Get Respect From Your Condescending Manager With These 5 Emails
It is no secret that sending emails to your condescending manager to gain respect, trust and more responsibility can be difficult as well as intimidating. Toxic workplaces are hard to deal with, but it’s made even worse by a manager or a boss who seems untouchable.
Although it might seem like management is out of your control, (and unfortunately, to a certain extent, there is some truth to this), there are a few ‘manage up” tactics you can employ to ensure you’re not mistreated. What you do need to consider is how to communicate with your boss in a positive and effective way, without jeopardising your current job.
If you need to send emails to your condescending boss, there are a few things to think about. Always take the time to form a valid argument, with specific examples. Here are 5 email templates you can send to your difficult manager to establish a better working relationship.
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Email Template 1 | “I Have Constructive Criticism”
Dear [Insert Name],
Despite your excellent efforts, which are well-noted and appreciated across the entire company, my colleagues and I have noticed a number of issues, which we feel need to be addressed.
I would welcome the opportunity to go through these issues with you, and I’d also be happy to put forward some suggestions for how to resolve them. The whole team is committed to the growth and success of the company, and we feel that the best way forward is for us all is to address the concerns that have arisen.
If we could arrange a time to discuss these issues in detail, that would be much appreciated.
The important thing in this email template is the constructive element. since if you only criticize your manager without providing any suggestions for implementing any changes, it will seem like you’re lashing out in frustration.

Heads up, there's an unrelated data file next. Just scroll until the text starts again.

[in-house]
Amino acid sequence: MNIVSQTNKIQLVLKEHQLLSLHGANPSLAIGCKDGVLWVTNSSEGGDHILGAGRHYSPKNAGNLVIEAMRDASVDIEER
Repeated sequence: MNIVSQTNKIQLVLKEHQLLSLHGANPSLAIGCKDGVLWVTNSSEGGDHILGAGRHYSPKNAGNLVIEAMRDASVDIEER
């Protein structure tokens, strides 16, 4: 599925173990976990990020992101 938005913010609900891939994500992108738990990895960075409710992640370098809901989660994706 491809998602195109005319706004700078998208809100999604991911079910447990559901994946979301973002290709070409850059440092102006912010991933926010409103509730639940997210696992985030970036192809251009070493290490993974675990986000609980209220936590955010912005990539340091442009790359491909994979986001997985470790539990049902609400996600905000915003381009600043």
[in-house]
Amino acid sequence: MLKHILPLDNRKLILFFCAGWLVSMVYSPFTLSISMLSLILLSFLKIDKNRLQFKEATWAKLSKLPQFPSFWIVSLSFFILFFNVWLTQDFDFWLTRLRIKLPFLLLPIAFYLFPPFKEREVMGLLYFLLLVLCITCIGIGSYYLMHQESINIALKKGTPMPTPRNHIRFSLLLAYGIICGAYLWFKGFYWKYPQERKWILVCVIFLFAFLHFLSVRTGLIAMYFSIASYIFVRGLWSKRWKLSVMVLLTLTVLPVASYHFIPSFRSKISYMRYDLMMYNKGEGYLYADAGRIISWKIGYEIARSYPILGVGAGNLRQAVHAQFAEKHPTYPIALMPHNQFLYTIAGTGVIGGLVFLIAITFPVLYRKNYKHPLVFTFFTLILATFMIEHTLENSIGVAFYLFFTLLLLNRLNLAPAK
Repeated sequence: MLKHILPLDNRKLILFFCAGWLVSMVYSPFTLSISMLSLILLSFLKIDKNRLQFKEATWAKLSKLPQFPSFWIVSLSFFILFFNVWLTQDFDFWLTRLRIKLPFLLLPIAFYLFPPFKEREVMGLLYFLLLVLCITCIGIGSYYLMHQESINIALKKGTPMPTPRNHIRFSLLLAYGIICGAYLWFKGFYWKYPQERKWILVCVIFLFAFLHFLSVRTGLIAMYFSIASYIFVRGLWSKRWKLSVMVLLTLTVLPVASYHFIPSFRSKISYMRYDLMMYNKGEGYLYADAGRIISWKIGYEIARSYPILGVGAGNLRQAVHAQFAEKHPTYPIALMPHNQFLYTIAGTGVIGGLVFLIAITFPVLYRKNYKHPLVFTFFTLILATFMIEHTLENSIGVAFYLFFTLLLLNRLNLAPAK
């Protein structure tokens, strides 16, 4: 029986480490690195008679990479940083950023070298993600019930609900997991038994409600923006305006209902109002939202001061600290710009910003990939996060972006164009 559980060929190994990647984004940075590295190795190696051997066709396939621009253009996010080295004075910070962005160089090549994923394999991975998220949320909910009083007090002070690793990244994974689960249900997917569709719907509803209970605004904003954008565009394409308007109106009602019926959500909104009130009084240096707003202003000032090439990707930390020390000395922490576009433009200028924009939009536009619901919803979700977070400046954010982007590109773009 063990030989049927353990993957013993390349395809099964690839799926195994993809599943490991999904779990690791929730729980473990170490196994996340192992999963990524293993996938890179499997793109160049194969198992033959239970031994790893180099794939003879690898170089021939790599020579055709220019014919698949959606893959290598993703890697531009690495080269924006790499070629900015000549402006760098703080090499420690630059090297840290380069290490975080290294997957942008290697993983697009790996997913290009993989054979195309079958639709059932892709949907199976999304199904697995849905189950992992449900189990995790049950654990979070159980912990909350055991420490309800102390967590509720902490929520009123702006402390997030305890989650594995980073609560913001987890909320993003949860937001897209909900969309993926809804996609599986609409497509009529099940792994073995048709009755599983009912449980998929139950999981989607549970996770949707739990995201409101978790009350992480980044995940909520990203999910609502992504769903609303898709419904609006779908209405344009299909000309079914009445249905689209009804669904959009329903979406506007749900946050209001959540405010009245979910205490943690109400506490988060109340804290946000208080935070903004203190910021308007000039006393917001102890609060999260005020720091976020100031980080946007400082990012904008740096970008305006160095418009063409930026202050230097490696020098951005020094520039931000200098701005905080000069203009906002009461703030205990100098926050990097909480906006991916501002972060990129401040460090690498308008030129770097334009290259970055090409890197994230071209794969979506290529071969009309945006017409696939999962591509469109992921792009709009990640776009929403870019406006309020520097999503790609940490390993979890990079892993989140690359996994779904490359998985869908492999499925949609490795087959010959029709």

It’s essential to make your message sound like you’re confident that improvements can be made if the company takes the necessary steps.
Email Template 2 | “I Made a Mistake”
Dear [Insert Name],
As you know, I have been working on the new project for some time now, and an interim progress report is now due.
Whilst we have met a number of the targets set for the project, there have also been some setbacks which have meant that some milestones have not yet been reached. One of the key hurdles we faced was a lack of staff resources to work on the project. I raised this issue with you at the time, if you recall.
Now that I am aware of the resources that we have available, I am in a better position to plan the project accurately, and I am confident that all milestones will be reached within the next two weeks.
Going forwards, it would be helpful if I could be involved in the initial planning phase of any similar projects, so that I can suggest what resources might be needed. This would avoid any similar project over-runs in the future.
[Insert Your Name]
This email template offers a way to explain to your condescending boss that you have not completed a project or task successfully. It does not hide from the truth of the issue, but makes it clear what the reason for the problem was, and how it could be avoided in the future. By acting professionally, and asking for more involvement in future, you can demonstrate that you are committed and determined to earn more responsibility.
This email may not be easy for you, so you should try your best to stay positive. It’s important to remain genuine and convincing in terms of your confidence.
The role of a creative leader is not to have all the ideas; it’s to create a culture where everyone can have ideas and feel that they’re valued.
Before you are a leader, success is all about growing yourself. When you become a leader, success is all about growing others.
Email Template 3 | “I Have an Issue With…”
Dear [Insert Name],
I am writing to you to inform you of my concerns about [insert colleague’s name]’s recent behavior. Whilst I regret having to speak about this matter, I believe it is important for the good of the company and the morale of the team that the matter is addressed.